A few months ago, I tested Ubuntu 10.10 to see whether the savings generated by using this free operating system for translation purposes instead of Microsoft Windows is worthwhile. Over a period of six months, I used Ubuntu to handle dozens of translation projects. This post outlines some of my findings:
The good news is that you can definitely use Ubuntu for translation. In fact, this OS leaves a much better impression than I originally expected. Ubuntu supports at least three translation environment tools: OmegaT (also free), Wordfast Pro, and Swordfish. It also provides most of the tools essential to running a translation business: OpenOffice.org (a viable alternative to Microsoft Office), Adobe Reader, web-browser, email client, instant messaging (including Skype), and many more.
What’s the catch then?
Because Ubuntu is not as popular and user-friendly as Windows, it doesn’t offer a similarly high level of user experience. The three most serious issues I encountered are as follows:
- Getting all your programs to work properly might take quite some time and require knowledge beyond basic PC user skills. If you want to deploy Ubuntu in a translation agency environment, you will also need to invest significant time in basic user training.
- While many programs a translator might need do have Ubuntu versions or Ubuntu provides alternative programs, there is a good chance that at least some of your favorite programs won’t be available under this OS. For me, this list included:
• Abbyy Lingvo (dictionary)
• Abbyy FineReader (OCR tool)
• Punto Switcher (automatically switches keyboard layout and quickly enters phrases that I use frequently)
• Foxit Reader (there was an Ubuntu version at the time of testing, but it didn’t allow editing PDF files as the Windows version does)
• QA Distiller (quality assurance tool)
- Another major roadblock to using Ubuntu for translation purposes is compatibility issues. Instead of Microsoft Office, which is used by most companies and individuals, you will have to use OpenOffice.org. Although OOO is a great program and in fact supports Office files without any conversion, I found that this support is in name only. The program can indeed handle small and plain Office files successfully. With larger and more complex files, however, a roundtrip (Office – OOO — Office) often results in corrupted formatting. This means that if you often translate DOCX or PPTX files, you will likely end up using Office to check and adjust formatting after translation, because OOO won’t be able to produce a file that will display correctly in Office. Thus, handling such files will be very difficult, unless you have a separate Windows machine with Microsoft Office installed.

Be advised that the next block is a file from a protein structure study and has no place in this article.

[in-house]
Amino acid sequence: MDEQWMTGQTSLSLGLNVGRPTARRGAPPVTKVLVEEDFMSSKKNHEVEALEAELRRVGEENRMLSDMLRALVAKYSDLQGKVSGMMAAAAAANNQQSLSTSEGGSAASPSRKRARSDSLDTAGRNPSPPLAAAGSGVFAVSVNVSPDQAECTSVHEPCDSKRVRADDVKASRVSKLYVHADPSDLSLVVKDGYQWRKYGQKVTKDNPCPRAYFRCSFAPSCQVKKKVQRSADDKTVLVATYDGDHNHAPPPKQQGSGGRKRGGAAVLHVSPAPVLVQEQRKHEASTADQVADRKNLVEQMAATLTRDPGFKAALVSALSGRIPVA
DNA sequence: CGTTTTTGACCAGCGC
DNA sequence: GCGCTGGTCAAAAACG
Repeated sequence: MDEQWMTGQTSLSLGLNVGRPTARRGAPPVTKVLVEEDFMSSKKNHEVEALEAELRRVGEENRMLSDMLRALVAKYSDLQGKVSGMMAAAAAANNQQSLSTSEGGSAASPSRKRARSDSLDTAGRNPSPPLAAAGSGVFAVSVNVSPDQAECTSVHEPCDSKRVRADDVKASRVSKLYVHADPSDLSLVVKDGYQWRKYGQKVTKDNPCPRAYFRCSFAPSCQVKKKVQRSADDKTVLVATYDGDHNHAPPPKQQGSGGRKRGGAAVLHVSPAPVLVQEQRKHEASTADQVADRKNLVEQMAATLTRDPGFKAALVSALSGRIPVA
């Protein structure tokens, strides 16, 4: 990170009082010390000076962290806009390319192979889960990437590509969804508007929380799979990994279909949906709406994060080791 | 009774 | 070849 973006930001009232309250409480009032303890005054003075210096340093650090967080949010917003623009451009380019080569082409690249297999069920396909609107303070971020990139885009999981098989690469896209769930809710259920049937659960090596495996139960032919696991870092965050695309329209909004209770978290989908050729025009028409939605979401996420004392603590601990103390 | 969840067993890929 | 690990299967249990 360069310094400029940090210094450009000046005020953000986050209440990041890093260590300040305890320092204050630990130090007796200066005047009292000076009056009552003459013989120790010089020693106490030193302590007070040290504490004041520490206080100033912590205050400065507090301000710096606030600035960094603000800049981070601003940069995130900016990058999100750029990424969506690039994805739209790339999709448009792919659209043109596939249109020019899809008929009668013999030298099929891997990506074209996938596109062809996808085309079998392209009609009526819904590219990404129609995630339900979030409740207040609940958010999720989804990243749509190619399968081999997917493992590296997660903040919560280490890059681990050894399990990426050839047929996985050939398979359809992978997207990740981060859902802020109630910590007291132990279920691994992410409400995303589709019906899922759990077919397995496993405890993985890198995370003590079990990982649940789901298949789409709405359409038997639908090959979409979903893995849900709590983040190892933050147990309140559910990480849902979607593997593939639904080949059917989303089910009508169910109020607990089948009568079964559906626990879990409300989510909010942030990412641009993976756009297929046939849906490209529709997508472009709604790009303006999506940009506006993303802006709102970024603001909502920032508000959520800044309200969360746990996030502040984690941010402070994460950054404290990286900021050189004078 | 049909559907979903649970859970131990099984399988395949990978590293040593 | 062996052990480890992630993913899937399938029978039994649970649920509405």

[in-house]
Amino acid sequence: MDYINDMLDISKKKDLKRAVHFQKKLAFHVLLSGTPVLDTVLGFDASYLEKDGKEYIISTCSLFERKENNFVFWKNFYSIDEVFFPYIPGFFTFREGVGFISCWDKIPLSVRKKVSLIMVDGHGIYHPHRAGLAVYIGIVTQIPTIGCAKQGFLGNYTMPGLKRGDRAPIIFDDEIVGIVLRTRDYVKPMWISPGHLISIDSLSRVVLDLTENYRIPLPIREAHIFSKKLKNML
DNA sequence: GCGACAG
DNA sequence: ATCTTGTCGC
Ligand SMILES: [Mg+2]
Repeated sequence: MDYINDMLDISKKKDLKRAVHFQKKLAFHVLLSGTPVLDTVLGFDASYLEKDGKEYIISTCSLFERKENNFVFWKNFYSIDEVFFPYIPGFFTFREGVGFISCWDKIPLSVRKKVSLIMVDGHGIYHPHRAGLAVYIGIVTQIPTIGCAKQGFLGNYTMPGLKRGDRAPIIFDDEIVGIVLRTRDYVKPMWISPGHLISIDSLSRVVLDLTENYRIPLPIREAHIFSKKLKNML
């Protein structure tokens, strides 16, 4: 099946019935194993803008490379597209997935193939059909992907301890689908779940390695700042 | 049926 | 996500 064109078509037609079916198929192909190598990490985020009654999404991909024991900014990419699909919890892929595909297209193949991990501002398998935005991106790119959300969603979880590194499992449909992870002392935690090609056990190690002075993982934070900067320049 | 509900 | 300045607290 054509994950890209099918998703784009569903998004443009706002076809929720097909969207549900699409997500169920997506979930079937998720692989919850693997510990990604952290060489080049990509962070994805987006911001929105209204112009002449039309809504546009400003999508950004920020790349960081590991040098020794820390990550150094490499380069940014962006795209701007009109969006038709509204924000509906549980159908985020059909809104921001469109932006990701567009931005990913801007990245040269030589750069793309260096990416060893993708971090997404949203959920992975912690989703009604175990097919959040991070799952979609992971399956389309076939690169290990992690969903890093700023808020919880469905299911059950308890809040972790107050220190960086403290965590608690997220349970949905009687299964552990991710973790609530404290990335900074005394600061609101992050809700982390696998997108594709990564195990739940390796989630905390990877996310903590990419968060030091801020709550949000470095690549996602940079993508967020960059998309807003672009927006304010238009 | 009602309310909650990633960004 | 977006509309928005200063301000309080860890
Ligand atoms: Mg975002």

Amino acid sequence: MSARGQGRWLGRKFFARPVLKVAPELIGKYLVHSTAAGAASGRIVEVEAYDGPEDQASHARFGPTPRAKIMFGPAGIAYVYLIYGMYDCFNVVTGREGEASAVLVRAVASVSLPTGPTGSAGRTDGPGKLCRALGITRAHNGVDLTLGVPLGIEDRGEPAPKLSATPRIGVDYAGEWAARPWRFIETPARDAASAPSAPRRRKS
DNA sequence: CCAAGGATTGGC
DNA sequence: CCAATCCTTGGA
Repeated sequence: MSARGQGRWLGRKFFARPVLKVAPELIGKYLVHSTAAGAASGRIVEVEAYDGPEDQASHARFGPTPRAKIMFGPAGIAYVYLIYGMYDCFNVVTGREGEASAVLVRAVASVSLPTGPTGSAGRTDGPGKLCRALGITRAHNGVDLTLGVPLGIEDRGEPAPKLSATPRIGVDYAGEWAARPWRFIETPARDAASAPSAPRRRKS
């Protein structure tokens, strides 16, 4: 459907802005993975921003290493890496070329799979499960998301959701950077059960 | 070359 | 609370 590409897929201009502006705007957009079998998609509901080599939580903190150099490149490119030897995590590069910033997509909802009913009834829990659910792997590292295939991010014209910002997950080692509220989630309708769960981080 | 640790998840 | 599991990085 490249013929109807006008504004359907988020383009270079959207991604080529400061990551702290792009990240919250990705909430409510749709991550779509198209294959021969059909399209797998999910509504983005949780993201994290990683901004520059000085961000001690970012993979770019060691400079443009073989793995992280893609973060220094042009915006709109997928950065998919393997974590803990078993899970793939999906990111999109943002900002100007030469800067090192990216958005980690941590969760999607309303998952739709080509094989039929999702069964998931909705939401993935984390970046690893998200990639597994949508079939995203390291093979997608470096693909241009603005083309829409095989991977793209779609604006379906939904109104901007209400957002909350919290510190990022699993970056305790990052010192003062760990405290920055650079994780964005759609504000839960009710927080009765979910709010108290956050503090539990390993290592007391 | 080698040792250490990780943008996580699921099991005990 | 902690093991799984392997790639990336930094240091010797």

Based on this testing experience, I came to the conclusion that using Ubuntu for translation purposes instead of Windows is certainly possible, but may not be worthwhile. The main reason to use a free, but less popular OS is to save on license costs. This economy, however, is heavily offset by the significant amount of time and effort you will need to invest in getting the programs to work properly and dealing with compatibility issues. Although Ubuntu is a great operating system, I just don’t think it has any economic advantage over Windows for translators.
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